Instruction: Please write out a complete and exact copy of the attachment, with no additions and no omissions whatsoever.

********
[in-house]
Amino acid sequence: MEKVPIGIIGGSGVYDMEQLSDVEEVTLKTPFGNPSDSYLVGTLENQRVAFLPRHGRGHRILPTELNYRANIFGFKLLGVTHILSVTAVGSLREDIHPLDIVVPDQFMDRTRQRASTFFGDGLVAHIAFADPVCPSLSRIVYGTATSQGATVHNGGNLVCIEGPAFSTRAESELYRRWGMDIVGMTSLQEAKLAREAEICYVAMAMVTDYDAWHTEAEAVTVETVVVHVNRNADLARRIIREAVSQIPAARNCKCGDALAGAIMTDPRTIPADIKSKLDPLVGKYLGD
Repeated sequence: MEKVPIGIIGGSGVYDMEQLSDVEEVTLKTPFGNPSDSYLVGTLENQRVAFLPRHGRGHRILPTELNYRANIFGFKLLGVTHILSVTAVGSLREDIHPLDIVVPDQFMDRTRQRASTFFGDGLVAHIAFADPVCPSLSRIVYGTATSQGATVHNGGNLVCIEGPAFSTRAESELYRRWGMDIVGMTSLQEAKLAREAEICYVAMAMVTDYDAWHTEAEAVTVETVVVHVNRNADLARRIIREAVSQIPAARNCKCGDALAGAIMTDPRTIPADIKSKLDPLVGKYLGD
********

[in-house]
Amino acid sequence: MEKVPIGIIGGSGVYDMEQLSDVEEVTLKTPFGNPSDSYLVGTLENQRVAFLPRHGRGHRILPTELNYRANIFGFKLLGVTHILSVTAVGSLREDIHPLDIVVPDQFMDRTRQRASTFFGDGLVAHIAFADPVCPSLSRIVYGTATSQGATVHNGGNLVCIEGPAFSTRAESELYRRWGMDIVGMTSLQEAKLAREAEICYVAMAMVTDYDAWHTEAEAVTVETVVVHVNRNADLARRIIREAVSQIPAARNCKCGDALAGAIMTDPRTIPADIKSKLDPLVGKYLGD
Repeated sequence: MEKVPIGIIGGSGVYDMEQLSDVEEVTLKTPFGNPSDSYLVGTLENQRVAFLPRHGRGHRILPTELNYRANIFGFKLLGVTHILSVTAVGSLREDIHPLDIVVPDQFMDRTRQRASTFFGDGLVAHIAFADPVCPSLSRIVYGTATSQGATVHNGGNLVCIEGPAFSTRAESELYRRWGMDIVGMTSLQEAKLAREAEICYVAMAMVTDYDAWHTEAEAVTVETVVVHVNRNADLARRIIREAVSQIPAARNCKCGDALAGAIMTDPRTIPADIKSKLDPLVGKYLGD